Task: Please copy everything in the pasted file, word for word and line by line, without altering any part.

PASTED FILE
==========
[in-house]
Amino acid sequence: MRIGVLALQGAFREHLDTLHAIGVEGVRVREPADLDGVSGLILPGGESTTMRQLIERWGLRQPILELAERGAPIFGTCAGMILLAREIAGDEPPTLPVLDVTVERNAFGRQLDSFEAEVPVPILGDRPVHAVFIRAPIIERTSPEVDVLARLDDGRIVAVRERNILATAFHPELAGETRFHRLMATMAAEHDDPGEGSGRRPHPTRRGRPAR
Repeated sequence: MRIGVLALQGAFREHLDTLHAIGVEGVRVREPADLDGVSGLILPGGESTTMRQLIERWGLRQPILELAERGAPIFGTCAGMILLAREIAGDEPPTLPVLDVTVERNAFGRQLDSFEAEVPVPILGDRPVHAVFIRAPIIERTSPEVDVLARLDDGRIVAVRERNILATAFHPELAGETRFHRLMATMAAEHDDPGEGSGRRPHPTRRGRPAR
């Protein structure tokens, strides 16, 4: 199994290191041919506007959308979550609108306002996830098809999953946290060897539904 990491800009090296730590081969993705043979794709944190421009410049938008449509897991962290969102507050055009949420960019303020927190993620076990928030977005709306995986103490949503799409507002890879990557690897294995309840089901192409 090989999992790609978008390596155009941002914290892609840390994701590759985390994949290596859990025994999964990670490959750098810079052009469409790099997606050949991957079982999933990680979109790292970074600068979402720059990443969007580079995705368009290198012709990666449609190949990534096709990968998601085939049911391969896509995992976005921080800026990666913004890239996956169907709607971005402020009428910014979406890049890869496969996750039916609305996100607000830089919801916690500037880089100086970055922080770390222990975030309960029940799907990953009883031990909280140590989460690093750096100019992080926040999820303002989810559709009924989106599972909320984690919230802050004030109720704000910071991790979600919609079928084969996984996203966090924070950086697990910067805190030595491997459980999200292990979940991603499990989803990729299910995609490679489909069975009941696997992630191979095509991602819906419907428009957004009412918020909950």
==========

[in-house]
Amino acid sequence: MRIGVLALQGAFREHLDTLHAIGVEGVRVREPADLDGVSGLILPGGESTTMRQLIERWGLRQPILELAERGAPIFGTCAGMILLAREIAGDEPPTLPVLDVTVERNAFGRQLDSFEAEVPVPILGDRPVHAVFIRAPIIERTSPEVDVLARLDDGRIVAVRERNILATAFHPELAGETRFHRLMATMAAEHDDPGEGSGRRPHPTRRGRPAR
Repeated sequence: MRIGVLALQGAFREHLDTLHAIGVEGVRVREPADLDGVSGLILPGGESTTMRQLIERWGLRQPILELAERGAPIFGTCAGMILLAREIAGDEPPTLPVLDVTVERNAFGRQLDSFEAEVPVPILGDRPVHAVFIRAPIIERTSPEVDVLARLDDGRIVAVRERNILATAFHPELAGETRFHRLMATMAAEHDDPGEGSGRRPHPTRRGRPAR
């Protein structure tokens, strides 16, 4: 199994290191041919506007959308979550609108306002996830098809999953946290060897539904 990491800009090296730590081969993705043979794709944190421009410049938008449509897991962290969102507050055009949420960019303020927190993620076990928030977005709306995986103490949503799409507002890879990557690897294995309840089901192409 090989999992790609978008390596155009941002914290892609840390994701590759985390994949290596859990025994999964990670490959750098810079052009469409790099997606050949991957079982999933990680979109790292970074600068979402720059990443969007580079995705368009290198012709990666449609190949990534096709990968998601085939049911391969896509995992976005921080800026990666913004890239996956169907709607971005402020009428910014979406890049890869496969996750039916609305996100607000830089919801916690500037880089100086970055922080770390222990975030309960029940799907990953009883031990909280140590989460690093750096100019992080926040999820303002989810559709009924989106599972909320984690919230802050004030109720704000910071991790979600919609079928084969996984996203966090924070950086697990910067805190030595491997459980999200292990979940991603499990989803990729299910995609490679489909069975009941696997992630191979095509991602819906419907428009957004009412918020909950």